Tue, Jul 28, 2009 - Page 20 News List

Contador wins Tour, Cavendish makes it six


Some old habits died hard for the Texan. On the ride into Paris, Armstrong — reviving a habit from his heyday — sipped champagne in the saddle, only this time it was to celebrate Contador’s win and their collective win as a team.

Armstrong and Contador both took a few sips and posed with glass in one hand, handlebar in the other, but then tipped away the rest of the bubbly half-drunk and threw away the glasses.

The Spaniard did enjoy this victory more than in 2007. Four days from the finish that year, then race leader Michael Rasmussen of Denmark was sent home for lying about his whereabouts during pre-Tour doping controls.

“In the key stages of this Tour, I found myself feeling more at ease than I did in 2007, but in situations outside of racing, I didn’t feel so comfortable,” Contador told Spanish broadcaster TVE.

After Oscar Pereiro’s victory in 2006 and Carlos Sastre’s last year, the Tour has been won by a Spaniard for four straight years.

Contador began the Tour on July 4 as the pre-race favorite. At only 26 years old, he is already one of cycling’s greats, having won all three Grand Tours of France, Italy and Spain.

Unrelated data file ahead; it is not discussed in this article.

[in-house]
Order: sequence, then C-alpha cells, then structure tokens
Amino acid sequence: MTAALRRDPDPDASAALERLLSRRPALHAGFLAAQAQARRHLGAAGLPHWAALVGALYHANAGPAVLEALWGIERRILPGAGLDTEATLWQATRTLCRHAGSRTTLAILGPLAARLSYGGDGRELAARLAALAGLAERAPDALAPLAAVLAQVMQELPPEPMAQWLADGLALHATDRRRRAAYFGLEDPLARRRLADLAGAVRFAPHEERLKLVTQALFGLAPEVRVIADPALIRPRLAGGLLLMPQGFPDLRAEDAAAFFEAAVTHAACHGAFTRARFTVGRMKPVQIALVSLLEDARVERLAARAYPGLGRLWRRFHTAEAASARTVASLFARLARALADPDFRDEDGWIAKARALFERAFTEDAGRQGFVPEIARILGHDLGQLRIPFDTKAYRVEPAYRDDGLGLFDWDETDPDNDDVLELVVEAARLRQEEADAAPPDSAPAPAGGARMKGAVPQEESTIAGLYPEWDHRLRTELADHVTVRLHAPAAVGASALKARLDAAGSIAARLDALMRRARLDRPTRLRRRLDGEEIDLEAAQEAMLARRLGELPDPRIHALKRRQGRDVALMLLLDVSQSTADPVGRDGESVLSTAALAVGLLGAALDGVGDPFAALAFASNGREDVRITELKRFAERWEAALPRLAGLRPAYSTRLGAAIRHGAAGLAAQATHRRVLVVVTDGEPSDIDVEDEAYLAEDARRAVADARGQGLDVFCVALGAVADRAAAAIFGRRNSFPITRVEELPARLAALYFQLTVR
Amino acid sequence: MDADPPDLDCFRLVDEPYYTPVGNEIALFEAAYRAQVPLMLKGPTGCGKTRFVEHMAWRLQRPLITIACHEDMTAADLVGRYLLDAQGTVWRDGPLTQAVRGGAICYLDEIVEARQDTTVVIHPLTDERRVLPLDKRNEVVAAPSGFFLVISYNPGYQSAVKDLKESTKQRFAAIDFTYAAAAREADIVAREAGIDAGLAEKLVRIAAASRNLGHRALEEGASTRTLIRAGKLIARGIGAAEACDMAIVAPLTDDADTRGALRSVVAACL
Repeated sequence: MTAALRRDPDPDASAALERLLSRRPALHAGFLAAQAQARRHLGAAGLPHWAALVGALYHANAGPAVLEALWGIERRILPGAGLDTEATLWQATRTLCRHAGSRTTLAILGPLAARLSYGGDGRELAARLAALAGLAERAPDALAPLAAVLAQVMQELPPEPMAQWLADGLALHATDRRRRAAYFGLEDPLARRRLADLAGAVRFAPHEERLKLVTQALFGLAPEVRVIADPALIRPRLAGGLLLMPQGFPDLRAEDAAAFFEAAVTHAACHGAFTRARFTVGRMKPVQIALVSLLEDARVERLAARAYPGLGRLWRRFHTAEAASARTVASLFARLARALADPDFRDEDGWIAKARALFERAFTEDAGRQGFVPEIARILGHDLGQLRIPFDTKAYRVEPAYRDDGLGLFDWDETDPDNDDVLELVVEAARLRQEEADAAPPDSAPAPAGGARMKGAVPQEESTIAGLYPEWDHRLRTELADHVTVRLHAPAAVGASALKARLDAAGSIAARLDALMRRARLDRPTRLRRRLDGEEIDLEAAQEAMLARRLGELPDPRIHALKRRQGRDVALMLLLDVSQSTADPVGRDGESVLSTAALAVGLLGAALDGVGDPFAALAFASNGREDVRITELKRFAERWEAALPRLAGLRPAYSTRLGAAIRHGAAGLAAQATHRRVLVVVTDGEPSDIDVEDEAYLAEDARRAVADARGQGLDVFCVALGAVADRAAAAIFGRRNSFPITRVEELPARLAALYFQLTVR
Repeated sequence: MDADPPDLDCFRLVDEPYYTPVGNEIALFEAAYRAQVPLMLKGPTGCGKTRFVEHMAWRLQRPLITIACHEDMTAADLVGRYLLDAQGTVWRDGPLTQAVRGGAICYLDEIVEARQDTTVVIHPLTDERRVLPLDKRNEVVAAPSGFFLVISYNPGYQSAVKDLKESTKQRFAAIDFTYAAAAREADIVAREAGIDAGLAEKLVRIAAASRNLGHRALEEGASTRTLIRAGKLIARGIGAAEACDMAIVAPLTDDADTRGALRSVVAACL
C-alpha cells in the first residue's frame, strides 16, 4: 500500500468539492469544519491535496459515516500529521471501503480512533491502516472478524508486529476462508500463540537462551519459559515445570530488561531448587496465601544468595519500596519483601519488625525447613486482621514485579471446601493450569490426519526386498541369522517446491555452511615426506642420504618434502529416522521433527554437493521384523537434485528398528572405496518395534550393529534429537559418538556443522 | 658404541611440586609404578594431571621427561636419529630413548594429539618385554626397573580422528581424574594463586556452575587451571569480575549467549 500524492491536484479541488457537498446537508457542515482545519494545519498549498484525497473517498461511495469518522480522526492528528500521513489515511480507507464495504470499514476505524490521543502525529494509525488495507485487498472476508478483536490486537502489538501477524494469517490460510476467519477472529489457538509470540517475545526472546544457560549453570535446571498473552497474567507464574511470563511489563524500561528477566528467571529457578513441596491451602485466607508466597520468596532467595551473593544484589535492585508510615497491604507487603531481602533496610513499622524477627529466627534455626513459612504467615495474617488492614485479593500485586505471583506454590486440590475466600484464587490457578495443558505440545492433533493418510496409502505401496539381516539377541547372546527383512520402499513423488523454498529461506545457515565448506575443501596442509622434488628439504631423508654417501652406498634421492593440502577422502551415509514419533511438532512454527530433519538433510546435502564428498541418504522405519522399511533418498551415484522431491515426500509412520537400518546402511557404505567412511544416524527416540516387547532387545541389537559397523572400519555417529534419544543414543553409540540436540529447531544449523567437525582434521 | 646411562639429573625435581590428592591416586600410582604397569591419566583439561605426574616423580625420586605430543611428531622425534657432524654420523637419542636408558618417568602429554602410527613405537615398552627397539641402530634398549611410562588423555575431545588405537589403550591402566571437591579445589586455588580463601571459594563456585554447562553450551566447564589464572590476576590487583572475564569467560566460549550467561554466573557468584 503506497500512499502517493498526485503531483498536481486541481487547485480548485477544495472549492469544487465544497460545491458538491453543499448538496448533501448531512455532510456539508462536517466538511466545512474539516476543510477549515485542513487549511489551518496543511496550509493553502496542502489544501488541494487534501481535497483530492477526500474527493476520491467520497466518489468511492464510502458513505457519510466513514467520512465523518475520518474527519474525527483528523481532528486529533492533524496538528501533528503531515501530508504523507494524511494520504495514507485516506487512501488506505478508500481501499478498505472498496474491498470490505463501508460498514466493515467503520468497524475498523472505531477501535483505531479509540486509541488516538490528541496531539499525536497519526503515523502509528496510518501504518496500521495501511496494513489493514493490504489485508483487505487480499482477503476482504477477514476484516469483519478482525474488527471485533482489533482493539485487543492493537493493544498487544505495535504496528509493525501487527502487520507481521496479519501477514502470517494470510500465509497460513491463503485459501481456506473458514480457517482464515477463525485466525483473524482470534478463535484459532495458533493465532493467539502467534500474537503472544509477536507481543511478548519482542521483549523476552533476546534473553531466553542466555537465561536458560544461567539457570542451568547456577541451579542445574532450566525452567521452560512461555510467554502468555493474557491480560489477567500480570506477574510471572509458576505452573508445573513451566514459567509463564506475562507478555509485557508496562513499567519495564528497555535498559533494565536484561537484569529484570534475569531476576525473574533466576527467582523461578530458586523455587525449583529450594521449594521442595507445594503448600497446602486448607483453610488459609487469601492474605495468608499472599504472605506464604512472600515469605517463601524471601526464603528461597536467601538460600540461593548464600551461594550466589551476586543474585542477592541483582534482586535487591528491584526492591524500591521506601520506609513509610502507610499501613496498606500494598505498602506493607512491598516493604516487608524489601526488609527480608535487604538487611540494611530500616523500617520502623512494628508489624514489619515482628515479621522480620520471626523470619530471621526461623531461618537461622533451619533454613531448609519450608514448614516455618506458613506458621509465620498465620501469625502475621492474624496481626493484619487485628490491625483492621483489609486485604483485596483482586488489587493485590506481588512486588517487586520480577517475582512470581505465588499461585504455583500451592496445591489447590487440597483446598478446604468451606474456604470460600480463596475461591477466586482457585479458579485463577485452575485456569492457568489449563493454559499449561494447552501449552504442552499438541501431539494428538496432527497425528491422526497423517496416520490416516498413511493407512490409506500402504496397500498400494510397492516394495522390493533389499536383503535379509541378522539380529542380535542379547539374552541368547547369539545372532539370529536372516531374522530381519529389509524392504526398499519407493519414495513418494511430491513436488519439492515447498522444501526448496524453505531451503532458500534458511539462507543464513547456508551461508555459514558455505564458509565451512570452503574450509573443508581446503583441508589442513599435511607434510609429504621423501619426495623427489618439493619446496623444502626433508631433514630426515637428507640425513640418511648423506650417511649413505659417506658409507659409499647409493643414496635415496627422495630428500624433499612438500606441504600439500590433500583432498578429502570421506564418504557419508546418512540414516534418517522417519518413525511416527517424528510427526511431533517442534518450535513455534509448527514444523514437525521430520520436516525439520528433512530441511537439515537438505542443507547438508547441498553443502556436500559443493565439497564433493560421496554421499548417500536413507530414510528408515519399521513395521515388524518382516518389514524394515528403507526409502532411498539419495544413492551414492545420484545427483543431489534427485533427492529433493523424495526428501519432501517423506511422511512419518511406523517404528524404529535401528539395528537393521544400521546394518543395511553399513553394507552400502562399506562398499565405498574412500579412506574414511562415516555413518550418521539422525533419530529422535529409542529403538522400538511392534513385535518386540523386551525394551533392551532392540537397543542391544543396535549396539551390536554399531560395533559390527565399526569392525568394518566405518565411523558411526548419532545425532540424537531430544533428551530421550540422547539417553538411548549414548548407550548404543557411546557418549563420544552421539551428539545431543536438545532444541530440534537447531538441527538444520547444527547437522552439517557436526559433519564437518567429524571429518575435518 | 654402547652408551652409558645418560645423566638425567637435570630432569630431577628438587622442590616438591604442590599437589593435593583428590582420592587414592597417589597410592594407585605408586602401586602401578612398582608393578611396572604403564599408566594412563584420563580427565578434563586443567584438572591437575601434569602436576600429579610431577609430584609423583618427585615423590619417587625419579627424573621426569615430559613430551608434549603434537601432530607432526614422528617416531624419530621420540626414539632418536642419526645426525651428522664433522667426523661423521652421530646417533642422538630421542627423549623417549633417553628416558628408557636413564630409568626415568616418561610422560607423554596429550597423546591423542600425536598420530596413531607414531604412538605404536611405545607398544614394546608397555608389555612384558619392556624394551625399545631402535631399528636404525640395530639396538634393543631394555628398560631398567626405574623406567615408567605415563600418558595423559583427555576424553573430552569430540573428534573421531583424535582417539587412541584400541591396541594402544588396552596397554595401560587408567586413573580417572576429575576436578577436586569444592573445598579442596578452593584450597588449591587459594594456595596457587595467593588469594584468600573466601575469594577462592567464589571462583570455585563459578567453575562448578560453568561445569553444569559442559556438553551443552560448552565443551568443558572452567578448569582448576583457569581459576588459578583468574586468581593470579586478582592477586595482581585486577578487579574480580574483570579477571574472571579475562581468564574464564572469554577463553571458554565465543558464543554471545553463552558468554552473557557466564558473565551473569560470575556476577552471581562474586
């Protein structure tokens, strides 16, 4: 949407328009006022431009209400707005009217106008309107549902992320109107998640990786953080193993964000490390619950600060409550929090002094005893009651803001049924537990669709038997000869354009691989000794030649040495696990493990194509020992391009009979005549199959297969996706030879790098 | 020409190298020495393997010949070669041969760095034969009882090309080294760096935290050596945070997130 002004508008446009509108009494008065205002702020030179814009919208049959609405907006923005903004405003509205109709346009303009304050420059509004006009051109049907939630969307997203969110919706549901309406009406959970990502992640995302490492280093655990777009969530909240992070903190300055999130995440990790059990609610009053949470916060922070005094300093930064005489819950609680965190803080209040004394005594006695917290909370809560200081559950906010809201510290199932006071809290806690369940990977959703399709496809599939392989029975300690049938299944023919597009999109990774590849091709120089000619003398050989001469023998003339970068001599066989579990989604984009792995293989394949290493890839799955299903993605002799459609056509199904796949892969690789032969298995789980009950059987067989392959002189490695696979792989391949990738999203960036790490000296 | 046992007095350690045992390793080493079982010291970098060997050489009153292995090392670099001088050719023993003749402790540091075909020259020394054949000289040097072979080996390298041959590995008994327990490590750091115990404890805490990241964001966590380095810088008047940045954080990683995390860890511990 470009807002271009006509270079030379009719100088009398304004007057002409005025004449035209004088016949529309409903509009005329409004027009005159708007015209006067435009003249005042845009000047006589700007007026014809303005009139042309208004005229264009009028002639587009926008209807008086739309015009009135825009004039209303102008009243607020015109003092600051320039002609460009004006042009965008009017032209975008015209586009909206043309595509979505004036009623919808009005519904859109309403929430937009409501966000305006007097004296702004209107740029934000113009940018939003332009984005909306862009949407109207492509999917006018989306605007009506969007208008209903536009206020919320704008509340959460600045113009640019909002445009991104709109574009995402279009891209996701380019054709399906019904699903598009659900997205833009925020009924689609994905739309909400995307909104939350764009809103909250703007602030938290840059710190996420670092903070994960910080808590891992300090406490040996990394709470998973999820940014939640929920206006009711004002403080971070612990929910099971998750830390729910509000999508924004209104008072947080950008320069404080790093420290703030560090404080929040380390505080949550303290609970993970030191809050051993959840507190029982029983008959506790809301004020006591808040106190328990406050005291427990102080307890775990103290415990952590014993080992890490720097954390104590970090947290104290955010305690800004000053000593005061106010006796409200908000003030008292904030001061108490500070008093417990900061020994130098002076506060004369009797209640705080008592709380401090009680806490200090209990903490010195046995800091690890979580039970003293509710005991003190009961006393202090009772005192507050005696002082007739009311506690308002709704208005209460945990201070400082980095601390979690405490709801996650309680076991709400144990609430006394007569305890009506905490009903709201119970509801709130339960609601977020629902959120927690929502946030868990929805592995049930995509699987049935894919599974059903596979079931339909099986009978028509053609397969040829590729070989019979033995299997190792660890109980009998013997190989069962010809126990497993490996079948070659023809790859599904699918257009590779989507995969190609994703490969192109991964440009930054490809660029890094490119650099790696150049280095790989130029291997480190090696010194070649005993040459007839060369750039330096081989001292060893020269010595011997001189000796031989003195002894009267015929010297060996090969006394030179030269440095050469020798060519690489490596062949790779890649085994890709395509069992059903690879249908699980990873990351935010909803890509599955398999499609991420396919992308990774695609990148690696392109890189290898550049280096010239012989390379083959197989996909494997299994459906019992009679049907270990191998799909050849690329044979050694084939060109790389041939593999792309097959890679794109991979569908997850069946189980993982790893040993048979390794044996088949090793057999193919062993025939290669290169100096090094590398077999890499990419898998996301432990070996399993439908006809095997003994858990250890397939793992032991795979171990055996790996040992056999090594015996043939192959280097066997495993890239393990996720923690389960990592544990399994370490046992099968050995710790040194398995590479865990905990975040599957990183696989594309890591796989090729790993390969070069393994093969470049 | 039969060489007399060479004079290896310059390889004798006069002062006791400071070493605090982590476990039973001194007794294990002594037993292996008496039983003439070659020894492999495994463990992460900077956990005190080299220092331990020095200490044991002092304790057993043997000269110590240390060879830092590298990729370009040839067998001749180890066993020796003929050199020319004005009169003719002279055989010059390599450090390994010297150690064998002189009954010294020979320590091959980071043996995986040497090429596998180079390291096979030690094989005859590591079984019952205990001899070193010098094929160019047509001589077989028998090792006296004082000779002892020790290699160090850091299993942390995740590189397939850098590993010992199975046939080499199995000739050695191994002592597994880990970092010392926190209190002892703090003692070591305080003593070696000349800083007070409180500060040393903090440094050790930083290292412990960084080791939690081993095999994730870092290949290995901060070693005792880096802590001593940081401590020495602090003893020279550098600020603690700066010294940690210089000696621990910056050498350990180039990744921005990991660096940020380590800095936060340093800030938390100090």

He had to sit out last year because of a doping scandal at Astana before he joined.

Contador finished in 85 hours, 48 minutes, 35 seconds. The race looped from Monaco, across the Mediterranean rim into Spain, up the Pyrenees, diagonally across central and northeastern France to the Alps and then down to Saturday’s race climax on the dreaded Mont Ventoux in southeast France, before the Paris finish.

Schleck was 4 minutes, 11 seconds behind. Armstrong was 5 minutes, 24 seconds back.

After three straight Tours decided by less than a minute between first and second place, Contador’s margin of victory was the largest since Armstrong collected his last title in 2005.

The 24-year-old Schleck won the white jersey awarded to the Tour’s best young rider. Franco Pellizotti of Italy picked up the polka-dot jersey given to the race’s “King of the Mountains.”

Armstrong, the 37-year-old seven-time Tour champion, is the second-oldest rider to reach the Tour podium. Raymond Poulidor of France was 40 when he placed third in 1976.

Cavendish set his own record — no rider has ever won six Tour stages in a sprint — but Thor Hushovd of Norway beat the 24-year-old Briton for the green jersey given to the Tour’s best sprinter.

Cavendish made it look easy, winning by several bike lengths in the last mad dash, was followed in second by his own lead-out man on the Columbia team, Mark Renshaw. Tyler Farrar of the US was third.

“For sure, winning on the Champs-Elysees is a dream for every single sprinter — to see the Arc de Triomphe in the distance,” said Cavendish, acknowledging it would have been a “bonus” to take home the green jersey. “I can’t go home from this Tour being disappointed — I won six stages.”

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